Some local numbers starting to take shape from the release this week of the so-called Boy Scout "Perversion Files." According to reports, there are 14 documented cases from Western New York that involved child sexual abuse at the hands of Boy Scout leaders dating between 1965 and 1985.
The 14,500 pages of Scout files, from 1959-1985, were posted Thursday on the website of Kelly Clark, the Portland attorney who used the files as evidence in a 2010 lawsuit he won against the Scouts. The website got more than 200,000 hits within the first few hours of the files' posting, crashing the site.
Clark said his firm has received about four dozen emails from people about the documents. About half came from people who say they were abused when they were in the Scouts and were interested in filing lawsuits. Some of the emails have given details about alleged abuse, Clark said. There are also emails from people who tell of other alleged perpetrators who are not in the files.
"We had many people say thank you for posting the documents," Clark said. The Scouts have said they plan to review every file from 1965 to the present and, in cases where it's unclear whether the incident was reported to police, the Scouts said they'll contact authorities.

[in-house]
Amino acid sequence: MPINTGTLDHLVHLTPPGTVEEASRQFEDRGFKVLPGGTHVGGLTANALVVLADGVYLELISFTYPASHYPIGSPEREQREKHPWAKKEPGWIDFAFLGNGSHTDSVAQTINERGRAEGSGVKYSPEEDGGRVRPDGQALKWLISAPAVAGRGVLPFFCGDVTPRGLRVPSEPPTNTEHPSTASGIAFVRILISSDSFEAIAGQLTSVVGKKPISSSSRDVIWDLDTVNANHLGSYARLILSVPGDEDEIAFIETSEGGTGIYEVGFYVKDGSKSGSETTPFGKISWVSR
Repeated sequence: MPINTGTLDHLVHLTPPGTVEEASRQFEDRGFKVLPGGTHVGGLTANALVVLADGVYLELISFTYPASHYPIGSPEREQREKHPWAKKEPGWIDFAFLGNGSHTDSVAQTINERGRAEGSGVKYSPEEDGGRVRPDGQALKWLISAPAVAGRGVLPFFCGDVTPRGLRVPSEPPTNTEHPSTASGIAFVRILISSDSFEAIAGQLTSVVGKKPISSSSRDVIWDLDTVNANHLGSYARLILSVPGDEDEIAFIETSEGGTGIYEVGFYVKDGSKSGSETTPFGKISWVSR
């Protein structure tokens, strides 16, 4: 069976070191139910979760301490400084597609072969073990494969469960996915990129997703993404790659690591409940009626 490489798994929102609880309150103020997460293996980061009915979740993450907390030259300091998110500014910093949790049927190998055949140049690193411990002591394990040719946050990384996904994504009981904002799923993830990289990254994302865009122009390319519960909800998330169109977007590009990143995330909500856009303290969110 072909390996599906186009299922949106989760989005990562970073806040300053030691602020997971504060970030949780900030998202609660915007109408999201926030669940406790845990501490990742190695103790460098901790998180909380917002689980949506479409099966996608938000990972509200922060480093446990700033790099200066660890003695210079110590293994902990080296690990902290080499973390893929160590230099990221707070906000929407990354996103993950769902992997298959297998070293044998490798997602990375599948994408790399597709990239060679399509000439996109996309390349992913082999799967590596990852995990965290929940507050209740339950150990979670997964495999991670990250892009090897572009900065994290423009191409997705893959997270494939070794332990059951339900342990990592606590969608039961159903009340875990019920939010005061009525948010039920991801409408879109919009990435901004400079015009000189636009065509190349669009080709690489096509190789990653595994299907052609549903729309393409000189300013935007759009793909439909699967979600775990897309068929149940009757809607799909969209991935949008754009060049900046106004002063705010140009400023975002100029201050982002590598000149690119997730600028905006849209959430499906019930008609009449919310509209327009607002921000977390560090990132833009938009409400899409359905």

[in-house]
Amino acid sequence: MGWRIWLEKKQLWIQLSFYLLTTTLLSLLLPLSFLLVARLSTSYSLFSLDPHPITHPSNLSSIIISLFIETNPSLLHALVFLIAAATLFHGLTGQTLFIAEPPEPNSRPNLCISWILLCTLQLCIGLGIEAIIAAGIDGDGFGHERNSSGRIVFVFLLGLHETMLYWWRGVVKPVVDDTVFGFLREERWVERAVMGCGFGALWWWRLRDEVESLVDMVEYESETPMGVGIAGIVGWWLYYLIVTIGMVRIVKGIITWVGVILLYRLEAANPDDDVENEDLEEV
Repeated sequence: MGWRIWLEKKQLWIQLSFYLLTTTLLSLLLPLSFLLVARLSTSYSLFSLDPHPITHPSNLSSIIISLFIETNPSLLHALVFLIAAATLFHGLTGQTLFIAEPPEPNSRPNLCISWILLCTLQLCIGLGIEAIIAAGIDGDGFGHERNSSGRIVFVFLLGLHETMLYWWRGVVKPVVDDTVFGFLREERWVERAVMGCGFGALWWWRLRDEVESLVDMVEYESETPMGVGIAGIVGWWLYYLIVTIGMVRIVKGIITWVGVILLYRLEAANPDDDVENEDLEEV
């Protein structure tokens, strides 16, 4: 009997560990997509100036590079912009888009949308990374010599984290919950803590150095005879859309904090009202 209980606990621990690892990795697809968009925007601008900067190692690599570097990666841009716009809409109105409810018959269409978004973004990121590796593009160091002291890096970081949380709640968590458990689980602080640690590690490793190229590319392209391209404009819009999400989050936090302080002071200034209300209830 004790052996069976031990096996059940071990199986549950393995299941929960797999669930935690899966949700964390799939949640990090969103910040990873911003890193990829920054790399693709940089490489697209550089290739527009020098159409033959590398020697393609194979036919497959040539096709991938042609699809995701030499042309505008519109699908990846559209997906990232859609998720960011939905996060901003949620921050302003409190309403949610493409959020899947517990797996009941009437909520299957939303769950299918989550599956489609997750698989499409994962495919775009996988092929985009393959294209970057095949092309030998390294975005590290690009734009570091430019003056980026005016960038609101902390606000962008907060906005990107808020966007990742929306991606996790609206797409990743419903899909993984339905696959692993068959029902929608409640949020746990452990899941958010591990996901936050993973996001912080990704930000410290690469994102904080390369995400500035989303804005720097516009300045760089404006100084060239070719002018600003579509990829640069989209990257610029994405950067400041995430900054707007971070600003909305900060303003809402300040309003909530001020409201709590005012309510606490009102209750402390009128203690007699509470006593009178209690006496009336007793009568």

Deron Smith, spokesman for the Scouts, said Thursday the organization is currently looking through those files to find cases of "good-faith suspicions" so they can be reported to police. The Scout files are filled with unsubstantiated allegations.
In their own review of the files that were released on Thursday, the Scouts found that law enforcement had been involved in about two-thirds of the cases. The organization is going through the remainder to find cases where there seem to be good reasons to alert law authorities. The Scouts have apologized for not following up. The files were created for the purpose of registering Scout leaders, Smith said, and were considered internal, confidential documents, which is why they weren't always shared with authorities.
Attorney Paul Mones, Clark's colleague, said uploading the files "democratized" information that was only available to lawyers and the Scouts."It's a testament to the new generation of communication," Mones said. The files have been maintained by the Scouts since soon after their founding in 1910. They consist of memos from local and national Scout executives, handwritten letters from victims and their parents and newspaper clippings about legal cases.
The files contain details about proven molesters, but also unsubstantiated allegations. People paging through the files would find both. Clark says there are undoubtedly some people in the files who were wrongly accused, and the Scouts point out that many cases of abuse were dealt with properly.